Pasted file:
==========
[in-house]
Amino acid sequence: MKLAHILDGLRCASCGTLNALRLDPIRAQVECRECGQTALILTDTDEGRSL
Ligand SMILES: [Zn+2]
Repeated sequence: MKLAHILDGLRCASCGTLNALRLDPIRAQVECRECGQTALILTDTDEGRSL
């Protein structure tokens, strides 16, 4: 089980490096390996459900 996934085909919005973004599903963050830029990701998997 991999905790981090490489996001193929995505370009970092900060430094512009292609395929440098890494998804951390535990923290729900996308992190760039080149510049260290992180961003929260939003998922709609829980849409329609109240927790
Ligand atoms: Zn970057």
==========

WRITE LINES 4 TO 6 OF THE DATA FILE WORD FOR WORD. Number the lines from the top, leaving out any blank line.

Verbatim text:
Repeated sequence: MKLAHILDGLRCASCGTLNALRLDPIRAQVECRECGQTALILTDTDEGRSL
């Protein structure tokens, strides 16, 4: 089980490096390996459900 996934085909919005973004599903963050830029990701998997 991999905790981090490489996001193929995505370009970092900060430094512009292609395929440098890494998804951390535990923290729900996308992190760039080149510049260290992180961003929260939003998922709609829980849409329609109240927790
Ligand atoms: Zn970057």